Blockchain technology eliminates the need for typical and inconvenient elements of the bonding process. Examples include wet signatures, raised seals and acknowledgments from notary publics.

Incorporating blockchain technology can also increase the speed at which bonds are issued and reduce the costs of issuing hard-copy bonds.  

In the same article from Surety Bond Quarterly, Patrick Schmid, the VP of The Institutes’ RiskStream Collaborative, explained that the digitalization of the surety industry could also transform insurance regulations and compliance.

Schmid noted that blockchain creates the possibility for regulators to monitor permissioned insurance information in real time. This real-time monitoring would also help when it comes to verifying information, including bonds and powers of attorney.

How Do Digital Bonds Reduce Financial Risk?

Increased security is one of the most significant benefits of incorporating blockchain technology — and digitalization in general — into the surety industry. 

Every year, fraud in the insurance industry costs U.S. consumers approximately $80 billion, according to the Coalition Against Insurance Fraud (CAIF).

The insurance industry leaves much room for error, which increases the risk of fraud. If insurance and surety companies could store claims and bond information on a blockchain, they would have an easier time identifying and stopping suspicious behavior before fraudulent activity can occur.

Blockchain technology would introduce several elements that reduce fraud and increase financial security, including efficient documentation authentication and the creation of a permanent record of all transactions.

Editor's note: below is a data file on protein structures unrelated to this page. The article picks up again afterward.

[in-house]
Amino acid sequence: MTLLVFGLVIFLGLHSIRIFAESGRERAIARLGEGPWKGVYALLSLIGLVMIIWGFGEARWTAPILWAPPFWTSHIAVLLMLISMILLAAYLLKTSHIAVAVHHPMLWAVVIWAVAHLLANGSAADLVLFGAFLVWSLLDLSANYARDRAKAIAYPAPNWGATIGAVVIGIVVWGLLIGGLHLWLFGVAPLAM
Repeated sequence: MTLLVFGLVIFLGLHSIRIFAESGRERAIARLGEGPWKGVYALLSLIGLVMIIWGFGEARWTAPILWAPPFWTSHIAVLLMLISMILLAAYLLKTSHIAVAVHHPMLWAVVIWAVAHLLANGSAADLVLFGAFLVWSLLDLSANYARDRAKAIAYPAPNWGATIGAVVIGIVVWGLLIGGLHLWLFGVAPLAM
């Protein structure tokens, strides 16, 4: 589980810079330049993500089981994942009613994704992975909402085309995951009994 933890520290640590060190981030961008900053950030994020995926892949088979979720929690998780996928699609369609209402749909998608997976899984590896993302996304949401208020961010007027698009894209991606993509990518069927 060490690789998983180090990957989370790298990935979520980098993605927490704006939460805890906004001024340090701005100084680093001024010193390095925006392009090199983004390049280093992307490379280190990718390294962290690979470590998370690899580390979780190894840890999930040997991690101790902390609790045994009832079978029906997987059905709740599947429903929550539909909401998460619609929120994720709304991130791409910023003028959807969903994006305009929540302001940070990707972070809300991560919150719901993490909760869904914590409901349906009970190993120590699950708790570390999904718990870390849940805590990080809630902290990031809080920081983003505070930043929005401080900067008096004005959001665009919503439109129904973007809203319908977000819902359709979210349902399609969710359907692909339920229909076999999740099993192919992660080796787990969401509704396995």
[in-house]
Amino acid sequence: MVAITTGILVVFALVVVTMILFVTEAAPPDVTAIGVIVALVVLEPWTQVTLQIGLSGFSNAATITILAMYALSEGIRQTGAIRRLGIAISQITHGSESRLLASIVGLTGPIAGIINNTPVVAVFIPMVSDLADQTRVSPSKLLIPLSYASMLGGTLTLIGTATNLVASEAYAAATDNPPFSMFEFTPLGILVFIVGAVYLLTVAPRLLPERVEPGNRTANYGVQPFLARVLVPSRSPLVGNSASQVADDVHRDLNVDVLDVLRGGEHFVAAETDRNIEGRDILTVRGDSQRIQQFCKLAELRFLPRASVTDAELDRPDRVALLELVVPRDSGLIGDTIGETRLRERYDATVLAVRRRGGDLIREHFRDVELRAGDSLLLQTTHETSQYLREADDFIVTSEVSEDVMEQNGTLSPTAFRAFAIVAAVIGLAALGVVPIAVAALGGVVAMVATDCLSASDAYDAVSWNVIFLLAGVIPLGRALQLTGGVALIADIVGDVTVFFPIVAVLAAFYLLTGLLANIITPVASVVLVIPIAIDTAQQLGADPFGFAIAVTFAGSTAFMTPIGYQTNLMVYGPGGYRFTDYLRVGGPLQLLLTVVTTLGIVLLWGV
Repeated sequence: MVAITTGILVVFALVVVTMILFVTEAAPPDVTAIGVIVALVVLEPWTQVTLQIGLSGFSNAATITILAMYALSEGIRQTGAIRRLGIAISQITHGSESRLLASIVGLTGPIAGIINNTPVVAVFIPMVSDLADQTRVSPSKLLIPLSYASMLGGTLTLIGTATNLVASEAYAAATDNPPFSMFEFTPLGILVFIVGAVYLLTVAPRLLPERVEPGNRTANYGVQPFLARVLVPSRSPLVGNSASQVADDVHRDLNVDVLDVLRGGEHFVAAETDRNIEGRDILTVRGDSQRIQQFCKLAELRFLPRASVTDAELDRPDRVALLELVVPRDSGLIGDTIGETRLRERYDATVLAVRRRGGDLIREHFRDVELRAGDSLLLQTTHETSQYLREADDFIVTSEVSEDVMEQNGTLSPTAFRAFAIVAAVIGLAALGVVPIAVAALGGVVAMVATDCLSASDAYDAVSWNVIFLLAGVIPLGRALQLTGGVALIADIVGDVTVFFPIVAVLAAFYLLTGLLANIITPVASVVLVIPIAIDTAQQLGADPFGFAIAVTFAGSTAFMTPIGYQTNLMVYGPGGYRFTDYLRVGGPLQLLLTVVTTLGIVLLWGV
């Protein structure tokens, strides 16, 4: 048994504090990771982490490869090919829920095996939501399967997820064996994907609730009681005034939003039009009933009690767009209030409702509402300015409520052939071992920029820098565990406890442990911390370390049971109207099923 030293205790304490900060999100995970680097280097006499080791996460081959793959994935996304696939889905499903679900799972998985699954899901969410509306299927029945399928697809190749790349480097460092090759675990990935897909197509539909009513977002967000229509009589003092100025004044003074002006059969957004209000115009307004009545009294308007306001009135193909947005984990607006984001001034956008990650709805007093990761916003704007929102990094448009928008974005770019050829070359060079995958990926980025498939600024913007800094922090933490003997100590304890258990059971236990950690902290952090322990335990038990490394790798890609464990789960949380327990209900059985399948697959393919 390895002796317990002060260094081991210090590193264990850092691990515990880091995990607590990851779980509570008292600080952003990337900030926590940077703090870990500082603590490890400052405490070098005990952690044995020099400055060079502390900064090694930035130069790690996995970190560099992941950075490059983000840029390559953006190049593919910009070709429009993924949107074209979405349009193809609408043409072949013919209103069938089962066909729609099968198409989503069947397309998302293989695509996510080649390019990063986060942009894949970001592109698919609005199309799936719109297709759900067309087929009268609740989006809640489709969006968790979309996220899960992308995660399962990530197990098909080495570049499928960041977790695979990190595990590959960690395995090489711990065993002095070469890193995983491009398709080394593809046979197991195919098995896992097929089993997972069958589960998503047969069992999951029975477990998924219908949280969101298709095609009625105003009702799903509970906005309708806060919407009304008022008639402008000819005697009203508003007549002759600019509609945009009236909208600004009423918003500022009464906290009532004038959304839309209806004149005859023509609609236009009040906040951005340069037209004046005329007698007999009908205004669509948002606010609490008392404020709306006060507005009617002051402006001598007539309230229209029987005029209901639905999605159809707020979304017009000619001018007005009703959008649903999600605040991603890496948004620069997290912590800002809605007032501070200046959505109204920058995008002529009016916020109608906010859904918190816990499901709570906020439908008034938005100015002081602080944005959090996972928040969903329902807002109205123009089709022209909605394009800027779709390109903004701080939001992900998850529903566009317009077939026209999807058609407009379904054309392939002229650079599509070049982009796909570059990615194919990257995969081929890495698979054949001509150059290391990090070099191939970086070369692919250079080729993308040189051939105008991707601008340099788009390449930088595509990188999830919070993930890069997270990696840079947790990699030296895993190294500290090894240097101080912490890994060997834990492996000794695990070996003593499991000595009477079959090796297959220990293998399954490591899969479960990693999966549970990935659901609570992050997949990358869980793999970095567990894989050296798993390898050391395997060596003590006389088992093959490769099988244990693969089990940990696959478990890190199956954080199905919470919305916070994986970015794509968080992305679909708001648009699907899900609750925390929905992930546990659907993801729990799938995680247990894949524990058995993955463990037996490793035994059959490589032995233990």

Because blockchain technology is encrypted, participants in the surety issuing process can trust that transactions are secure and authentic. Encryption protects everyone’s privacy and helps to minimize confusion.

In an interview with Risk and Insurance, Brian Scarbrough, a partner at Jenner & Block, explained that encryption also eliminates the risks of multiple networks being hacked at once. 

Users trust an entire network of participants instead of putting their faith in one centralized party. This approach also encourages honesty because all parties must vote on a transaction before it’s added to the blockchain. 

See also: Blockchain: A Hammer Looking for a Nail?

What Are the Downsides of Going Paperless?

The decentralized nature of blockchain technology naturally increases security. However, it can also be challenging to maintain.

This issue is even more likely to occur if a single organization creates its own blockchain. The computers running the network could end up centralized, which defeats the purpose.

Many people also have negative ideas about blockchain. They don’t understand it and, therefore, don’t trust it, meaning they might be hesitant about moving forward with digital bonding and working with a bond specialist who offers this option. 

When Will Blockchain Become the Norm?

Blockchain certainly has the potential to revolutionize the insurance industry and the surety industry, specifically.

Several businesses are currently trying out blockchain technology to serve their clients better. However, it will take time before blockchain becomes the norm.

As more professionals successfully issue digital bonds, others will likely follow suit and develop more trust in the technology.

Lisa Trymbiski

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Lisa Trymbiski

Lisa Trymbiski is the manager at Bryant Surety Bonds, leading a team of talented professionals assisting clients in the surety bond industry.